Arts & Entertainments

Agenda for funding and relevance of private universities

Title: Private University Education in Nigeria: Case Studies in Relevance

Author: Peter A. Okebukola

 

Publishers: Okebukola Science Foundation/ Sterling Publishers.

Pages: 161

Published: April, 2017

Reviewer: Chido B. Nwakanma

 

 

Private universities are the future of higher education in Nigeria. Twenty years after the first three private universities took off, universities in the private sector model now number more than those of the federal or state governments. Their number will grow even more.

 

At the time of writing in October 2017, this book documents 59 private universities in Nigeria. The federal government accounted for 40, while state governments had 44 universities. These are the assertions of the author of this book, an expert on the subject.

 

Why are universities run by private sector players doing well? What do they contribute and what justifies their existence and continued growth? How can society assist such a positive development?

 

Private University Education in Nigeria: Case Studies in Relevance is an advocacy book that justifies the presence and growth of private universities in Nigeria and the need to extend to them the financial assistance of the Education Trust Fund that public universities alone currently enjoy.

 

The lead advocate has solid credentials for the case. As a former Executive Secretary of the National Universities Commission, Prof Peter Okebukola brings to bear indepth knowledge and experience of the Nigerian university system. As a regulator of the system, he understands both the requirements and the challenges.

 

He has also served on the Council or Boards of no fewer than four private universities. He thus makes an informed case.

 

Private University Education in Nigeria proclaims that those institutions provide access to candidates who would have been shut out, reintroduced quality in higher education and offer efficient student-focused service delivery.

 

They also infused healthy competition into the  system and are focused on delivering quality research outputs.

 

Private universities, he adds, operate a delivery system wrapped around small class sizes and well-resourced classrooms that stimulate the production of good quality graduates and run a predictable academic calendar. It lists seven positive attributes.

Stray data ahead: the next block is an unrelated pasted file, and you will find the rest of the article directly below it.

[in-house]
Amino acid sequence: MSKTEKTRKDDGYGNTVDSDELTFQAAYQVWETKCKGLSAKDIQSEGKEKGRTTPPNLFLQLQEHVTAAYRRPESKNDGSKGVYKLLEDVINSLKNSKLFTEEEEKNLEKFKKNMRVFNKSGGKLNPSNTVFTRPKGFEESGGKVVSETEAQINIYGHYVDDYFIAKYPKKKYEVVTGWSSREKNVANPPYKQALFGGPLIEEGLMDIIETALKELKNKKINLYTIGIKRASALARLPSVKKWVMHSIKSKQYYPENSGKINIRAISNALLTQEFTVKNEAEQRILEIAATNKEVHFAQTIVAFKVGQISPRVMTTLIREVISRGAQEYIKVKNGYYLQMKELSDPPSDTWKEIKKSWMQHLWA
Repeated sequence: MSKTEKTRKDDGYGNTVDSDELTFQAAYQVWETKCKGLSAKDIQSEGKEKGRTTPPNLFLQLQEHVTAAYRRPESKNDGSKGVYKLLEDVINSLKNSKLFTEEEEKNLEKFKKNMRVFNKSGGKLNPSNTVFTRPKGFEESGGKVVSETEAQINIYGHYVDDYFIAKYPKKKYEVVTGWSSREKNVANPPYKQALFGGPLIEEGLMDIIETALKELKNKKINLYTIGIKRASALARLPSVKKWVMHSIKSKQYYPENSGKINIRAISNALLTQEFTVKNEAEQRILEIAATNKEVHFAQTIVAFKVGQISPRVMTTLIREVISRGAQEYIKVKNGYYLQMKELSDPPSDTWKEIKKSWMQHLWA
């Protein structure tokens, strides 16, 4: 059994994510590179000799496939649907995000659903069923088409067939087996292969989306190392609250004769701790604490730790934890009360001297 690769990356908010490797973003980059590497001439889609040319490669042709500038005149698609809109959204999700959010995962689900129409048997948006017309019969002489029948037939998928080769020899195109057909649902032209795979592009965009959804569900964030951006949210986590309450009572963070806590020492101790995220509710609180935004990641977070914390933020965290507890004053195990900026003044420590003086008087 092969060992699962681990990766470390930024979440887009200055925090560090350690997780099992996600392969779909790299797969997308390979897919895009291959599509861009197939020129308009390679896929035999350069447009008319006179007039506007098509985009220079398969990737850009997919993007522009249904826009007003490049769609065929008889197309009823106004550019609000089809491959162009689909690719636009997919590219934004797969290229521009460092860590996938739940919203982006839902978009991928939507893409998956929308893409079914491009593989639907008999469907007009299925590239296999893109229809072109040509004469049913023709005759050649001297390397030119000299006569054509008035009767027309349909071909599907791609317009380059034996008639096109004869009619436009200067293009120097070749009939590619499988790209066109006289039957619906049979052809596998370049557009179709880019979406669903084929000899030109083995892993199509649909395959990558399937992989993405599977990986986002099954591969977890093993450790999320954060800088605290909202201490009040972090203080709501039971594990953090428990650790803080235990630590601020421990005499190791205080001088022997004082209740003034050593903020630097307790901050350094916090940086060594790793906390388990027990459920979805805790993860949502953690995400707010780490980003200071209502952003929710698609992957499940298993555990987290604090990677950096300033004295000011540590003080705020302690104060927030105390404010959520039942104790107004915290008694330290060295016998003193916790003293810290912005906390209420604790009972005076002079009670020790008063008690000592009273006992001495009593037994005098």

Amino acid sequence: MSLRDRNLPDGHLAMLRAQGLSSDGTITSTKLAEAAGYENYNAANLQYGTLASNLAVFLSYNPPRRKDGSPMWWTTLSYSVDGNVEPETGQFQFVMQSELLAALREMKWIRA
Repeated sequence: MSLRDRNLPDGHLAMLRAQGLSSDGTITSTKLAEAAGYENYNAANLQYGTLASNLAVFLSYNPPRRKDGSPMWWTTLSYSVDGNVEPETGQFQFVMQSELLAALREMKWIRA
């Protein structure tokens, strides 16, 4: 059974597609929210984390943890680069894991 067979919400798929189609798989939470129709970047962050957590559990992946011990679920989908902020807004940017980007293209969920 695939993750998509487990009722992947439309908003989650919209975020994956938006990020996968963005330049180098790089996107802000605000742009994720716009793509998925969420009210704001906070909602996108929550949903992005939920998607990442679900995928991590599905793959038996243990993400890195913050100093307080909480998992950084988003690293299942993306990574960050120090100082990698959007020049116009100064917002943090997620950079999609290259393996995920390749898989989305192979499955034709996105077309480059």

They are contributors to high-level human resource  development, train persons with better values and represent a model of university governance in observance of due process, accountability and discipline.

 

They also mostly have a Board of Trustees as an additional layer for accountability. The institutions model financial autonomy as they sink or swim from the income from ventures and other sources that supplement tuition.

 

Discipline is the language in private universities for both staff and students while they are adventurous in exploring new courses that go beyond the NUC’s Benchmark Minimum Academic Standards (BMAS). Nigeria had an initial false start with private universities when promoters established 24 private institutions between 1980 and 1983.

 

Criteria were unclear. The Federal Government cancelled the process in 1984. The nation then commenced a new operation with Decree 9 of 1993 that allowed individuals, organisations, corporate bodies and local governments to establish and run private universities once they meet the guidelines.

 

The book outlines the 14-step process that the National Universities Commission applies for the licensing of private universities. The first set of universities licensed and opened in 1999 are Igbinedion University, Okada, Babcock University, Ilishan-Remo and Madonna University, Okija.

 

Despite their positives, subscription of candidates to private universities has been very low, the book discloses. Babcock University in 2017 UTME received 2645 applications, Covenant University 2633 and Afe Babalola University 1240. All others had less than 1000 applications each.

 

This book covers its subject matter in eight chapters, a dedication, foreword    preface and a list of the 16 vice-chancellors who responded for their institutions.

 

The relevance of private universities is the central thesis of Private University Education in Nigeria. The book explores this relevance in nine areas. These are national and global economy, agriculture and food security, education, and manufacturing.

 

 

Others are power, youth employment, peace-building, religious harmony and conflict resolution as well as research, innovation and development of new products. Sixteen universities reported on their contributions as the basis for the case studies.

 

A revised edition of the book should have actual case studies and not the brief notes that some of the institutions passed on. When you hear case studies, you expect diligent reporting “involving an up-close, in-depth, and detailed examination of a subject of study, as well as its related contextual conditions”. This section requires the application of rigour.

 

Private University Education in Nigeria offers perspective with a look at the trajectory of private universities in the USA, Britain and Europe. It features Harvard University, MIT, Stanford and Yale.

 

There is the University of Buckingham, Ukrainian Free University, and the Catholic University of Sacred Heart, Milan. It reports that Japan has 597 private universities that constitute 78% of its universities.

 

Indonesia has 1200 or 60% while the number for China has exploded from 20 in 1997 to 630 in 2017. Before 1995, only Ghana, Zimbabwe and Kenya had privately-owned universities in Anglophone Africa.

 

Nwakanma is of the School of the Media and Communication, Pan Atlantic University, Lekki, Lagos State

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